Scholz 'completely fallen for Russian trap' says Gustav Gressel
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Germany’s three remaining nuclear plants were scheduled to shutdown by the end of the year as part of a long-planned nuclear phase-out. But after Russia slashed gas deliveries, it sparked panic for Berlin, which is now in the second phase of an emergency plan and one step away from gas rationing. With gas flowing through the Nord Stream 1 pipeline to Germany at just 20 percent of its normal capacity, the situation is appearing so dire in Germany that it is even threatening to push the country into a recession.
To limit the impacts of the gas crisis on industries and households, Berlin is now under pressure to keep its remaining nuclear plants open.
Only E.ON, EnBW and RWE remain, supplying the nation with six percent of its power.
While any extension has yet to be officially rolled out, with details still in discussion, officials are said to have concluded that the plants are needed to avoid a winter catastrophe.
Last week, the German Chancellor said that extending the life of these nuclear plants would “make sense” given the current situation.
If Mr Scholz made this move, it would go against his predecessor Angela Merkel’s pledge to shut them down following Japan’s Fukushima disaster in 2011.
But before making a decision, Mr Scholz said officials would need to draw conclusions from a stress test of the German electricity system.
A spokesman for Environment Minister Steffi Lemke from the German Greens, which is part of the coalition Government with Mr Scholz’s SDP, said: “At the moment we are assuming that Germany will phase out nuclear power.”
This is despite the Greens traditionally being opposed to nuclear power based on environmental concerns.
But due to winter shortage fears as Putin continues to slash gas transiting to Germany, splits are now forming in the Green party as it scrambles to avert a crisis.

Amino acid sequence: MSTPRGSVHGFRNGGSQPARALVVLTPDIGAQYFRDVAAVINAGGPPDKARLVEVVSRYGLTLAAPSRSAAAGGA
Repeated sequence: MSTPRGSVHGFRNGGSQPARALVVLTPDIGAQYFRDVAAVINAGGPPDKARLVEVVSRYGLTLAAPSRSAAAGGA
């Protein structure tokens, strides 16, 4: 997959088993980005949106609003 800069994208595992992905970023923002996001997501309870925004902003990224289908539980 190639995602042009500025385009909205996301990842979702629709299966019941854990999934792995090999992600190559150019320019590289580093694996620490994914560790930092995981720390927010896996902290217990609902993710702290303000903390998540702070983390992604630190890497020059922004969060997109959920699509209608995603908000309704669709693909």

Katrin Göring-Eckardt, a Green vice president of the Bundestag, said: If we have a real emergency situation, that hospitals can’t work anymore … we have to talk about [stretching] the fuel.”
But a number of high-ranking Green officials and branches are voicing opposition to the nuclear U-turn, as have members of Mr Scholz’s own party – the SDP.
Britta Haßelmann, leader of the Greens in the Bundestag, said: “There is a social consensus on phasing out nuclear power, which we are not jeopardizing”.
She added that “we must not deviate from the German safety philosophy”.
As well as eying the nuclear U-turn, Germany is also scrambling to ramp up its gas storage capacity ahead of the winter.
This month, the country’s natural gas storage facilities surpassed a fill level of more than 75 percent, which could help to provide households with fuel over during the colder months.
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The nation is aiming to reach storage levels of 95 percent by November.
But Andreas Schroeder, head of energy analytics at ICIS, “storage is not enough”, adding that “you need demand reductions as well”.
Now, Germany’s own politicians are complaining about the country’s huge dependence on Russian gas.
Economy Minister Robert Habeck said: “Germany developed a business model that was largely based on dependence on cheap Russian gas and thus also a dependence on a president who disregards international law [and] to whom liberal democracy and its values are declared enemies.
“This model has failed, and it is not coming back.”
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